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Latitude and Longitude:
5.970 square miles (2010 Census)
5,507 (2010 Census)
April 22, 1903
Historical Population as per the U.S. Census:
In the last quarter of the nineteenth century, the demand for wood fiber for a growing country led lumbermen, investors, and speculators into the vast forest that stretches from east Texas across the lower Mississippi River Valley to the Florida panhandle. Demand having outstripped the forest resources of the Great Lakes region, other sources for timber were sought. One result of the interest in the forestland of the South was the founding of Crossett (Ashley County).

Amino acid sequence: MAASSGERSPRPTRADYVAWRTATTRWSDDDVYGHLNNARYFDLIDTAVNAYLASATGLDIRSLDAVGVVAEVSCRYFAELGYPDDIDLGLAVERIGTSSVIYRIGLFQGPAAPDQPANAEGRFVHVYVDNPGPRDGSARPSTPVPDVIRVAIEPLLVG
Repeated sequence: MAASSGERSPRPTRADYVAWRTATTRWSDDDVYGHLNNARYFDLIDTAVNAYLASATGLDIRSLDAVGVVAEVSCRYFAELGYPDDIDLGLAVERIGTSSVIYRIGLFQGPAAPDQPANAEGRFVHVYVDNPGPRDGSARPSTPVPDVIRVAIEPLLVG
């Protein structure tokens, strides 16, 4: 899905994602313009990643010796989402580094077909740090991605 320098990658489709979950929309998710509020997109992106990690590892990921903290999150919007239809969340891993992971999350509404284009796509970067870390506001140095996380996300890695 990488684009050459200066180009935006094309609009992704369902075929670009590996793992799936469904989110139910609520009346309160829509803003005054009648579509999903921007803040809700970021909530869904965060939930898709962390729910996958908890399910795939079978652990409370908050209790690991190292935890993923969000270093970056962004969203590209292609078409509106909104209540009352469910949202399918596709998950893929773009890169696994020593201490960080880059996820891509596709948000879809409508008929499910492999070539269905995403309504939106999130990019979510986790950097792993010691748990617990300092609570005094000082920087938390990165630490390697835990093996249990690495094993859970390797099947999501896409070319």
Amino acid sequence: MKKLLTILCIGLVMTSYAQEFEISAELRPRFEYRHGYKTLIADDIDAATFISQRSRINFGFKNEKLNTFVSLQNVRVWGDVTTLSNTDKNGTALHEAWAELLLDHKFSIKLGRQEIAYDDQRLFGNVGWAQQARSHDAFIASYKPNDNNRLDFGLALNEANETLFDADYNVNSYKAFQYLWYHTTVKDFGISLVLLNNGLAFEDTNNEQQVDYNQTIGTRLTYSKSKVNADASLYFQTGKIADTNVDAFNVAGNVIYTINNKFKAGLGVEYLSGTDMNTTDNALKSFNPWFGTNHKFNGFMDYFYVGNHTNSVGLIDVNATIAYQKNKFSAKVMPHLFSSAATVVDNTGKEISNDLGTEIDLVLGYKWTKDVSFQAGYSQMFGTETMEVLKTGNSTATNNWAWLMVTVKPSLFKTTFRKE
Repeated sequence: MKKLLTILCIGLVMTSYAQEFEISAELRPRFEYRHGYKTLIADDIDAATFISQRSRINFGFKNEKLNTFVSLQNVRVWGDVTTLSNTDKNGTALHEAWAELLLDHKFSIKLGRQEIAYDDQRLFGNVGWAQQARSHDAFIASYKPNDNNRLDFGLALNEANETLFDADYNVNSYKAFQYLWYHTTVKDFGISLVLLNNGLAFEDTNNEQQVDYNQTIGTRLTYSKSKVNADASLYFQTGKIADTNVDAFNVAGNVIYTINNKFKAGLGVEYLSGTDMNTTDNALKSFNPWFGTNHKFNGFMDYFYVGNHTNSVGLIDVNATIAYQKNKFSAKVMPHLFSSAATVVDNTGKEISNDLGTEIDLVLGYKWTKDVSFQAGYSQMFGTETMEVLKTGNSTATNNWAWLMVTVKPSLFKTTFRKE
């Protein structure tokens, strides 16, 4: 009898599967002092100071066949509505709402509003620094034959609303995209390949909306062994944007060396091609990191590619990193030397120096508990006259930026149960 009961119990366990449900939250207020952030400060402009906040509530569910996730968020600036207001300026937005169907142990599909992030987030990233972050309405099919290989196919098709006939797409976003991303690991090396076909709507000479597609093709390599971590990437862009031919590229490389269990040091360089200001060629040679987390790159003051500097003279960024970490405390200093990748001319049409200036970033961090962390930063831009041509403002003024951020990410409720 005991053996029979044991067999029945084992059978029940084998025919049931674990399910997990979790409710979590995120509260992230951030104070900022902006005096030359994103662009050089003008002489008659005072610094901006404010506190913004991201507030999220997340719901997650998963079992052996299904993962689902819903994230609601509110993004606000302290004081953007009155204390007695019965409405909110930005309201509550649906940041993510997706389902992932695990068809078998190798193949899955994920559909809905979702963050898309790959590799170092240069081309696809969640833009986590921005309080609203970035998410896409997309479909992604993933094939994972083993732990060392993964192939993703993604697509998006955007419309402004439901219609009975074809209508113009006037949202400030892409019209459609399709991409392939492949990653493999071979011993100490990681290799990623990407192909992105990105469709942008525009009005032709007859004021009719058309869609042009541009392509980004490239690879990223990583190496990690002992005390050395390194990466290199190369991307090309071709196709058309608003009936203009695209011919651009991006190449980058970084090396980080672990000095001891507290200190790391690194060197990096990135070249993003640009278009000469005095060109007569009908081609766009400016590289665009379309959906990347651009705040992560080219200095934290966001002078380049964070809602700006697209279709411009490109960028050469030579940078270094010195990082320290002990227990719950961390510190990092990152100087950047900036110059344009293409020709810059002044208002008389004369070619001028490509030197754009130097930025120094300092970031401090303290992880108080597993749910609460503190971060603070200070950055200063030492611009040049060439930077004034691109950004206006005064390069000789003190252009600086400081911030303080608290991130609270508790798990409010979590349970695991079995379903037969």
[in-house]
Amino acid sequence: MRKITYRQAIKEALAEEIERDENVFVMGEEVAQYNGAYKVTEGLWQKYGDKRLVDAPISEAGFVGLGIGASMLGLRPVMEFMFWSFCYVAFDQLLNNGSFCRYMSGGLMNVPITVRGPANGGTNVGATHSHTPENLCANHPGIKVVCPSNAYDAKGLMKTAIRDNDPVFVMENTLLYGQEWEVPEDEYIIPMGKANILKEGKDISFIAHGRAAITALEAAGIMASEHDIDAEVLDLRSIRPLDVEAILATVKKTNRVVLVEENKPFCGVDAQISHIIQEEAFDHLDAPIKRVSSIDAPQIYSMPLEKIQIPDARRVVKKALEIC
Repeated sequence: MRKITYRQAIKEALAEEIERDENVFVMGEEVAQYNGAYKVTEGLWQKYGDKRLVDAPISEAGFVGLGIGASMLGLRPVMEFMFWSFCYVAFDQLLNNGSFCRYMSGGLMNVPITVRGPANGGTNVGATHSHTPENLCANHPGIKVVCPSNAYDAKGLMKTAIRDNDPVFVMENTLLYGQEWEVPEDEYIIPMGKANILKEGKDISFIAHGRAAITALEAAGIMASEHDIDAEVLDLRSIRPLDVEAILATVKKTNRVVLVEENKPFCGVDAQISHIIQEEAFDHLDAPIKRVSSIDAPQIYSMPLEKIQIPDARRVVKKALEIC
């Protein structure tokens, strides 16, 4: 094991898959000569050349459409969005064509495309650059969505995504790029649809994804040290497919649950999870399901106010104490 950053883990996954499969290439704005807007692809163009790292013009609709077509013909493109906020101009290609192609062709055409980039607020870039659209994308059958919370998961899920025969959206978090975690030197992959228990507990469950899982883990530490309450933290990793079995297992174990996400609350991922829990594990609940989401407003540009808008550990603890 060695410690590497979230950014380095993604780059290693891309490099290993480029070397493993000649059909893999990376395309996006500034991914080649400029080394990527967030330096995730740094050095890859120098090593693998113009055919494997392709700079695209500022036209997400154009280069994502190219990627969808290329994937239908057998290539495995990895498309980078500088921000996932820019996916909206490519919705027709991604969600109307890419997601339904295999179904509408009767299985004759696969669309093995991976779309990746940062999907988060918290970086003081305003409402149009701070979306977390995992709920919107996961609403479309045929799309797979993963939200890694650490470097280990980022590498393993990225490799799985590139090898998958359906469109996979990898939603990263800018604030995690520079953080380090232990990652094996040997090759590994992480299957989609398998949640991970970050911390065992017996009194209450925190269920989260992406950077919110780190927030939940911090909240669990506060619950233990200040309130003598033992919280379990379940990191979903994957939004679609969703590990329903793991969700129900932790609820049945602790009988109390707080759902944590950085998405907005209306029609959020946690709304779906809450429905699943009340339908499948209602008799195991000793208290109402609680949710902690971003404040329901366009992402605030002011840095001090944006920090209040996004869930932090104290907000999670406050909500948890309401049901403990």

Crossett was founded in the late 1890s by three investors from Davenport, Iowa— Edward Savage Crossett, Austria native Dr. John Wenzel Watzek, and Charles Warner Gates. Today, Crossett is one of the state’s leading manufacturing centers, billing itself as the “Forestry Capital of the South.”
Ashley County, formed in 1848, sprawls from the Delta farmlands in the east to the Ouachita River in the west. In between is Hamburg, the county seat, incorporated in 1854, which became a trading center. The land in western Ashley County was of the upland forest variety and was largely undeveloped and sparsely settled in this era, as the terrain was unsuitable for farming. Towns which were formed, such as Fountain Hill, had populations under 500.
As an established community with rail service, Hamburg would seem to have been the logical site for a new sawmill. However, company officials eventually decided that the better course would be to establish a new town, and Crossett was born. The site chosen was approximately fifteen miles west of Hamburg.